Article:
Sunny Lamb is a student at Maine College of Art who relies on her part-time job at the school’s library. She had to utilize her savings while the school was fully remote, but has been able to go back to work for the upcoming semester. Derek Davis/Staff Photographer Buy this Photo

When her college went remote last spring due to the coronavirus pandemic, Sunny Lamb suddenly lost access to her part-time job as a student worker in the campus library. She dipped into savings to help pay her living expenses.

Lamb, a junior at the Maine College of Art, also applied for and received emergency relief funds from her school to get her through the spring. She feels lucky to have gotten the help, though she knows not everyone is.

“A lot of people are taking semesters off, are taking years off,” said Lamb, who returned to her job at the library in August. “I know some people who had to stop going to school altogether because their families had their own problems because of the pandemic.”

While the pandemic has impacted everyone, college students may be particularly vulnerable due to their lower earning potential and the disruptions of campus shutdowns. Food insecurity has increased. Students learning from home have struggled with access to broadband and devices. And finding and keeping jobs has become increasingly difficult.

“College students, particularly adults, are really struggling,” said Karen Keim, director of  the Maine Educational Opportunity Center and Maine Educational Talent Search, programs that provide guidance and support to low-income, first generation and non-traditional college students around the state. “They’re trying to keep things going. They’re taking front-line jobs and those are the ones being cut. Those in waitstaff are particularly hard hit. Their earning potential has gone down and the things they took for granted, like being able to pay for and go to school, have been compromised.”

To address the nonacademic and financial needs of students, colleges both public and private have stepped up fundraising and the distribution of emergency relief dollars. Campus food pantries are seeing increased use. Some schools have instituted technology lending programs after learning students without computers at home were trying to complete coursework on their phones.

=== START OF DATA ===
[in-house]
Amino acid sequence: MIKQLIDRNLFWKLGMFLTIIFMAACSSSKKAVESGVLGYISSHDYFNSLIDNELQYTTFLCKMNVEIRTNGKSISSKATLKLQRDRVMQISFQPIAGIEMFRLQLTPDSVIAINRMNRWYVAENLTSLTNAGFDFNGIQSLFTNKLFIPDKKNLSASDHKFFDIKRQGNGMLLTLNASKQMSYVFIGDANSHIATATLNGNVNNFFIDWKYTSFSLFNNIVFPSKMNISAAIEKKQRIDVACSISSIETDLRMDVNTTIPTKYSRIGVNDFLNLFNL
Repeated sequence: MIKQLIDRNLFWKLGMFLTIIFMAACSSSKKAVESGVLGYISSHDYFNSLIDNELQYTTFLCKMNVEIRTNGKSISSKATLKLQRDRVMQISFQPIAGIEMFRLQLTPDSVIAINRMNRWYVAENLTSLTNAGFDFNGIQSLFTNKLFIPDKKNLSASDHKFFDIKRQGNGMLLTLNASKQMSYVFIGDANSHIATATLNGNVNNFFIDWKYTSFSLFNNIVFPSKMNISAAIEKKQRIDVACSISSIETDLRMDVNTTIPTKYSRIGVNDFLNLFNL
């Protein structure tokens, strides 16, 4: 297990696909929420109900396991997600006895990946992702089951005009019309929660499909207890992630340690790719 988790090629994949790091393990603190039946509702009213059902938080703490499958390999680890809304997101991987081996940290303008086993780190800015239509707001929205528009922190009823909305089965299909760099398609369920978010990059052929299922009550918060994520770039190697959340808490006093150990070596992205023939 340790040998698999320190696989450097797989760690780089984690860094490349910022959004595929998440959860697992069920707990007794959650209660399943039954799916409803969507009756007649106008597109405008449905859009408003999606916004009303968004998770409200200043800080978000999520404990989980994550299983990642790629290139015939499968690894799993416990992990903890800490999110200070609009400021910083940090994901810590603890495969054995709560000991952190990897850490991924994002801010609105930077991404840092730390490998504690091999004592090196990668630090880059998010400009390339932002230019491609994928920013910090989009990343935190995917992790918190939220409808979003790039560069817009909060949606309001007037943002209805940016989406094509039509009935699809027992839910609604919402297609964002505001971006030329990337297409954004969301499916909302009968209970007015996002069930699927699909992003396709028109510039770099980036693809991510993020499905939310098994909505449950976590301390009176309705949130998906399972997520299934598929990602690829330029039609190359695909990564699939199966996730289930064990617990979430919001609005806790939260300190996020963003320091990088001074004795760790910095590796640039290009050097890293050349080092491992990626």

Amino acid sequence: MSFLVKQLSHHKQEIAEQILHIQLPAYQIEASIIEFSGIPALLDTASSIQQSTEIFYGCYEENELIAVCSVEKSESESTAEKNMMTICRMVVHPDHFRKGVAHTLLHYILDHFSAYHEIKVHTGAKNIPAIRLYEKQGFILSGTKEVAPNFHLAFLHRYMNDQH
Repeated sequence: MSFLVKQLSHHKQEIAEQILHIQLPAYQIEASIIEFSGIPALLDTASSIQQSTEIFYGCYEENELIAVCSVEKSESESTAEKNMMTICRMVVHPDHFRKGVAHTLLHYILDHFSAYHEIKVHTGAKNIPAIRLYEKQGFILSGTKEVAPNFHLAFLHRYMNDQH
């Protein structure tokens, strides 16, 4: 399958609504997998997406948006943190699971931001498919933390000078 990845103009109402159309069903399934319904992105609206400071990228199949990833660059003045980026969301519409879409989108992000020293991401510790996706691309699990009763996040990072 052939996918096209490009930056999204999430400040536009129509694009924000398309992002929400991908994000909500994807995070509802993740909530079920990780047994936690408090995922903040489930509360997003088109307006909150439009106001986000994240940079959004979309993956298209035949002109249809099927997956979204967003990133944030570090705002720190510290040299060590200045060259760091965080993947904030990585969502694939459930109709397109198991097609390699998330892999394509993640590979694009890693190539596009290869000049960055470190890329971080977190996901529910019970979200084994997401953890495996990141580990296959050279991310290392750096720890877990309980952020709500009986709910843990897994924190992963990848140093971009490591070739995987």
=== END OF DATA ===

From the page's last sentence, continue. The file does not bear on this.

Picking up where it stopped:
The increased needs and toll of the virus have led college leaders to worry about the prospect of students not finishing the year or re-enrolling because of the pandemic. “We do worry about them,” said Joseph Cassidy, president of Southern Maine Community College. “We do worry about their ability to stay enrolled and be successful. We’re going to keep working. We’re committed to making sure this time is important and valuable to them, but we do worry. We do have a fairly vulnerable population at this point.”

Across the country, college enrollment declined 4 percent this fall, according to the National Student Clearinghouse. While enrollment at Maine’s public university system has stayed fairly stable, the community college system saw an 8 percent decline in enrollment. The Educational Opportunity Center also saw declines in the number of adult students enrolling in college this fall, from 534 last year to 399 this year. The talent search program for high school students helped 85 seniors start college this fall compared to 147 last year.

“We’re finding a lot of students are choosing to postpone,” Keim said. “The people that are sticking with it are incredibly resilient. They are being creative with how they’re problem-solving and they’re reaching out for assistance. The campuses are being really supportive of their students and doing innovative things to keep people safe and on campus.”

At the University of Southern Maine, Dean of Students Rodney Mondor said the needs of students are the same as before COVID, there are just more in need. About a year ago the university and its foundation established a student emergency fund to help students pay for one-time unexpected nonacademic expenses, such as car repairs, dental appointments or a flight home for a family emergency. “COVID hit and the requests started going up,” Mondor said.

Since March the university has awarded grants averaging $600 to more than 230 students. Through federal coronavirus relief funds they were also able to provide students with direct aid grants last fall ranging in size from $170 to $370 and totaling more than $2.3 million.

Rent, groceries, car repairs and internet have been among the requests fulfilled. “We had a student that was working at a business that ended up shutting down due to COVID, and they lost income for three weeks,” Mondor said. “They needed $500. That’s one example. They needed some quick support and we were able to do that.”

At the Maine College of Art, a small arts-focused college in Portland with an enrollment of about 425 undergraduates, $50,000 was raised and distributed last spring for an emergency student fund. The college also recently received a $10,000 donation from TD Charitable Foundation to start a COVID-relief fund for students of color, knowing the coronavirus has disproportionately impacted communities of color in Maine and elsewhere.